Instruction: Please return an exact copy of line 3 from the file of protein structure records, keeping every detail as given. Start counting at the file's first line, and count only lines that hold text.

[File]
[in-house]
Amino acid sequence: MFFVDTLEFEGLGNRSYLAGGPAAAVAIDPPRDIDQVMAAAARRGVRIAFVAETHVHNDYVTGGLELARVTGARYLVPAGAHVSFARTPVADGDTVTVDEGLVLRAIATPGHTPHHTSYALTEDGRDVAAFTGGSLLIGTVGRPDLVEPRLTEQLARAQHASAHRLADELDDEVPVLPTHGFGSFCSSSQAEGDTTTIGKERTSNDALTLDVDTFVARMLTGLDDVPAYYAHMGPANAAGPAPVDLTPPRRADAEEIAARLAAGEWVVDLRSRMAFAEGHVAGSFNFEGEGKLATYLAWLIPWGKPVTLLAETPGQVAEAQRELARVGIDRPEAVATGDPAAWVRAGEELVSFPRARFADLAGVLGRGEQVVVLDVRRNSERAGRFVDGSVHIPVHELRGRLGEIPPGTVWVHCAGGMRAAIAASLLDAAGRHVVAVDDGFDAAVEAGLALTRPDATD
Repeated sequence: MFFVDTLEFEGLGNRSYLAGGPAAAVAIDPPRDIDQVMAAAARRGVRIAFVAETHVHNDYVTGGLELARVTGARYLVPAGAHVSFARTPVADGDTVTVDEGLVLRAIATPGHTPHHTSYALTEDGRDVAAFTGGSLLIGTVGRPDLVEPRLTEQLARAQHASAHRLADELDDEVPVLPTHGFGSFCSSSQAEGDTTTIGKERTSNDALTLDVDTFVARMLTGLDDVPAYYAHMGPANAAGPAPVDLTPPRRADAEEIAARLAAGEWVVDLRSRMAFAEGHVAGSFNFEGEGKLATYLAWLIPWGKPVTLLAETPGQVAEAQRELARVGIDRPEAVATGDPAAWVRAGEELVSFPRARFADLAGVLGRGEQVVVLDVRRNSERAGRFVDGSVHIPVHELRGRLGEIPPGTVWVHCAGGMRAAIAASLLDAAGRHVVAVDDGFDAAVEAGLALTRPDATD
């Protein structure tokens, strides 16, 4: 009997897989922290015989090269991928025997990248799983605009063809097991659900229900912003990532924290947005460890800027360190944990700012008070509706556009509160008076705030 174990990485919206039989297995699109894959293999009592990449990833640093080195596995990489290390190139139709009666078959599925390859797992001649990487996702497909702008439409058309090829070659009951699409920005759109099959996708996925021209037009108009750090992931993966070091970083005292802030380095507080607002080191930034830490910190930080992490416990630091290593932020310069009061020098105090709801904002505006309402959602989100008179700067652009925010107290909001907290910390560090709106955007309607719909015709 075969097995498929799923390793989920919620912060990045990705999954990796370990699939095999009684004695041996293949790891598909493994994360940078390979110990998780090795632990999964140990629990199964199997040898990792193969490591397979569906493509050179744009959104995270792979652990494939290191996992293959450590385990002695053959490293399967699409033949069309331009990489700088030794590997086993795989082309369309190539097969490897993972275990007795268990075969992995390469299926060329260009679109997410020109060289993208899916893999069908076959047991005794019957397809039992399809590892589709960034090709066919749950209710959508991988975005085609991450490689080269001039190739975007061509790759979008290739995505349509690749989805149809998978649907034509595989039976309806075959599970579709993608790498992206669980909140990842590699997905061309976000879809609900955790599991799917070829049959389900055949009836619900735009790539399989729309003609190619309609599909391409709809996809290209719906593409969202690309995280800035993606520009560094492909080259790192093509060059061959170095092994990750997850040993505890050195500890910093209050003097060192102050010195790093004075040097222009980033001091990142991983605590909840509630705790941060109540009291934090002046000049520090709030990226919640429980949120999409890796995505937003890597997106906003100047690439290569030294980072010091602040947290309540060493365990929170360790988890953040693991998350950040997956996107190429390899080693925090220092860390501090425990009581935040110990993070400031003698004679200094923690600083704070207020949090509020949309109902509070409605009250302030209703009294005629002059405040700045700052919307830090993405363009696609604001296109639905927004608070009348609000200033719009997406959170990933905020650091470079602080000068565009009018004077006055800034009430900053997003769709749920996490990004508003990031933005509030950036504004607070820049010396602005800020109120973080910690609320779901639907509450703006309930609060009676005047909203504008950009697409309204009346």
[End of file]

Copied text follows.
Repeated sequence: MFFVDTLEFEGLGNRSYLAGGPAAAVAIDPPRDIDQVMAAAARRGVRIAFVAETHVHNDYVTGGLELARVTGARYLVPAGAHVSFARTPVADGDTVTVDEGLVLRAIATPGHTPHHTSYALTEDGRDVAAFTGGSLLIGTVGRPDLVEPRLTEQLARAQHASAHRLADELDDEVPVLPTHGFGSFCSSSQAEGDTTTIGKERTSNDALTLDVDTFVARMLTGLDDVPAYYAHMGPANAAGPAPVDLTPPRRADAEEIAARLAAGEWVVDLRSRMAFAEGHVAGSFNFEGEGKLATYLAWLIPWGKPVTLLAETPGQVAEAQRELARVGIDRPEAVATGDPAAWVRAGEELVSFPRARFADLAGVLGRGEQVVVLDVRRNSERAGRFVDGSVHIPVHELRGRLGEIPPGTVWVHCAGGMRAAIAASLLDAAGRHVVAVDDGFDAAVEAGLALTRPDATD